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No export lists

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==No export lists==
 
 
 
Here I argue to remove export lists in Haskell in the long term and
 
Here I argue to remove export lists in Haskell in the long term and
 
replace them by locally defined export modes.
 
replace them by locally defined export modes.
Line 38: Line 36:
 
You can compare the export list
 
You can compare the export list
 
with the definition modules of [http://www.modula2.org/ Modula-2]
 
with the definition modules of [http://www.modula2.org/ Modula-2]
or the interface modules of [http://www.m3.org/ Modula-3],
+
or the interface modules of [http://www.modula3.org/ Modula-3],
 
and the module body with the implementation modules of the Modula dialects.
 
and the module body with the implementation modules of the Modula dialects.
   
Line 136: Line 134:
 
Cute, isn't it?
 
Cute, isn't it?
   
[[Category:Syntax]] [[Category:Proposal]]
+
Identifiers that are only re-exported
  +
(that is, imported from another module and exported as they are),
  +
may get a star attached in the import list,
  +
since this is the way, how the come into the module.
  +
Currently it is possible to import a bunch of identifiers anonymously by
  +
<haskell>
  +
import A
  +
import B
  +
</haskell>
  +
and export them explicitly
  +
<haskell>
  +
module Important (foo, bar) where ...
  +
</haskell>
  +
This way it is not clear, where <hask>foo</hask> and <hask>bar</hask> are from.
  +
With the new syntax this is no longer the case.
  +
<haskell>
  +
module Important where
  +
  +
import A(foo*)
  +
import B(bar*)
  +
</haskell>
  +
  +
  +
[[Category:Syntax]]
  +
[[Category:Proposals]]

Latest revision as of 06:39, 29 November 2007

Here I argue to remove export lists in Haskell in the long term and replace them by locally defined export modes. In the middle term both export declaration types could coexist.

[edit] 1 Status quo

In Haskell 98 modules, all declared identifiers are exported by default.

module Important where
 
-- automatically exported
foo :: Int
foo = 2
That is, other modules can import and use identifiers like
foo
.

You have finer control by export lists. They enable you to keep implementation details private and prevent users of the module from relying on interna that might change in future.

module Important (foo, Number(One,Two,Three)) where
 
-- manually exported
foo :: Int
foo = 2
 
data Number = -- type is exported
     Zero  -- heretical things kept private
   | One   -- public
   | Two   -- public
   | Three -- public
   | Many  -- private

You can compare the export list with the definition modules of Modula-2 or the interface modules of Modula-3, and the module body with the implementation modules of the Modula dialects.

Even more, the documentation extraction tool Haddock allows to divide a module into sections, and it allows this to do it either in the module body

module Important (foo, Number(One,Two,Three)) where
 
{- * Important functions -}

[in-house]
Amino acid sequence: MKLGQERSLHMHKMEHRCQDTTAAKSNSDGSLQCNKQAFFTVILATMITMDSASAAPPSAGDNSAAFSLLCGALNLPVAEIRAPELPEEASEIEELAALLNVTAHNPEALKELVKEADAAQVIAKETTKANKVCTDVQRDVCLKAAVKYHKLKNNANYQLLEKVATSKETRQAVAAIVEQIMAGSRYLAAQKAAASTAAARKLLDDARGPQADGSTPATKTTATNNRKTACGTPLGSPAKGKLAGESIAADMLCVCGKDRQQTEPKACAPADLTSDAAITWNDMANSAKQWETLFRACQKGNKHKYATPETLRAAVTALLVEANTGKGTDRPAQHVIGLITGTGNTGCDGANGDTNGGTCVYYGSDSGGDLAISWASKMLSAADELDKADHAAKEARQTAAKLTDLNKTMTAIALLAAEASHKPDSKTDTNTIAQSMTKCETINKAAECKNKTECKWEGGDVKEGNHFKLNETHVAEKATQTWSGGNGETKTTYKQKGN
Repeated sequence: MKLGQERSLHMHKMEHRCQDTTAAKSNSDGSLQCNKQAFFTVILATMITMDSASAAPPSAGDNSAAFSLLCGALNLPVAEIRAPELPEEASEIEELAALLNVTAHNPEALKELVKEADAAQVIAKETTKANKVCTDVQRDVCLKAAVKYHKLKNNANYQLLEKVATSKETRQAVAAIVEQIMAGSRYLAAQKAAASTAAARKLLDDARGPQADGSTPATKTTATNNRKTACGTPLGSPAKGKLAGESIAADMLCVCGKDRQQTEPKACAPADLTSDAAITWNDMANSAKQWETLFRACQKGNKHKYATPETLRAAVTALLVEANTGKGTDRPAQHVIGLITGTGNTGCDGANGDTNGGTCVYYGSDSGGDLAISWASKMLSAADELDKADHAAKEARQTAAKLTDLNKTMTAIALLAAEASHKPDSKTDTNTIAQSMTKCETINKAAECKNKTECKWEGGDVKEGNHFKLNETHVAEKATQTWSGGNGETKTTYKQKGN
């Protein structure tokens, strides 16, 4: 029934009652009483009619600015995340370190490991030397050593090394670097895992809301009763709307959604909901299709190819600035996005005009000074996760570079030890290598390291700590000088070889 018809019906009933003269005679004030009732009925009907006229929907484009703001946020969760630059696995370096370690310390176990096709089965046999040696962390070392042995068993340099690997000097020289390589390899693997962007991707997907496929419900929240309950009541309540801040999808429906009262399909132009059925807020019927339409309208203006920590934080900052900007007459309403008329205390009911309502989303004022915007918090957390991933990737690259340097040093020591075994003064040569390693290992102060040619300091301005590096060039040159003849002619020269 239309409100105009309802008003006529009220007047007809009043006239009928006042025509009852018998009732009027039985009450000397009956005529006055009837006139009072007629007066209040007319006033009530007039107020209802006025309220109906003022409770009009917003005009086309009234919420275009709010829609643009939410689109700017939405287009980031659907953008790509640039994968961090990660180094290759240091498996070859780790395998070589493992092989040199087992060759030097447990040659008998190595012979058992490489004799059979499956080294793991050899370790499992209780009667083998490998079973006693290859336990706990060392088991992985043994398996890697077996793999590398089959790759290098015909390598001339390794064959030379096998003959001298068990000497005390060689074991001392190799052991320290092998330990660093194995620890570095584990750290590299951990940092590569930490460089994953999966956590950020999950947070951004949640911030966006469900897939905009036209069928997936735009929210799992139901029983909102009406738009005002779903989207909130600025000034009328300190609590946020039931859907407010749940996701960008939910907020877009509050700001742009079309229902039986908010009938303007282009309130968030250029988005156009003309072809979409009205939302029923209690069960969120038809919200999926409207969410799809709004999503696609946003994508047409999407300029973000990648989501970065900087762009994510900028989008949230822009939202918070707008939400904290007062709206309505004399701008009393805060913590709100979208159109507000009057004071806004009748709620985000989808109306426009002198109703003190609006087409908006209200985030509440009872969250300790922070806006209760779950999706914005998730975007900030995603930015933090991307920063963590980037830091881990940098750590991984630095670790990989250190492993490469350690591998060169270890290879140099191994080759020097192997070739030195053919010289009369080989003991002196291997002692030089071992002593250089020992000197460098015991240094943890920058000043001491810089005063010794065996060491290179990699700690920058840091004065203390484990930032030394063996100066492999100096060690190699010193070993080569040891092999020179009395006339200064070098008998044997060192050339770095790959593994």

{- | most important function -}
foo :: Int
foo = 2
 
{- * Important data types -}
 
{- | most important data type -}
data Number =
     Zero
   | One
   | Two
   | Three
   | Many

or in the export list.

module Important (
   {- * Important functions -}
   foo,
 
   {- * Important data types -}
   Number(One,Two,Three)) where
 
 
{- | most important function -}
foo :: Int
foo = 2
 
{- | most important data type -}
data Number =
     Zero
   | One
   | Two
   | Three
   | Many

[edit] 2 Problems

The problem is that the export list duplicates data and the redundant information must be maintained. Whenever you add, remove, change the name of a function, you have to apply this change on the export list. If you comment out a malicious part of a module to get the rest compiled, you have to comment out parts of the export list, too. Haddock gives you the choice whether to define sections in the export list or the module body. However, what is the right choice?


[edit] 3 Solutions

The language Oberon, the successor of Modula-2 by Niklaus Wirth, goes a different way. Like Haskell, Oberon has only one file per module. The interface file for a module is extracted by the Oberon compiler from the module file. Whether an identifier is exported is defined right at the declaration of that identifier by an asterisk. Adapted to Haskell this would look like

module Important where
 
{- * Important functions -}
 
{- | most important function -}
foo* :: Int
foo = 2
 
{- * Important data types -}
 
{- | most important data type -}
data Number* =
     Zero
   | One*
   | Two*
   | Three*
   | Many

Whenever you define a new identifier, you can decide on exporting just where the cursor is. The reader sees whether an identifier is exported just where it is introduced. Every change including deletion of a declaration automatically alters the exported data. Cute, isn't it?

Identifiers that are only re-exported (that is, imported from another module and exported as they are), may get a star attached in the import list, since this is the way, how the come into the module. Currently it is possible to import a bunch of identifiers anonymously by

import A
import B

and export them explicitly

module Important (foo, bar) where ...
This way it is not clear, where
foo
and
bar
are from.

With the new syntax this is no longer the case.

module Important where
 
import A(foo*)
import B(bar*)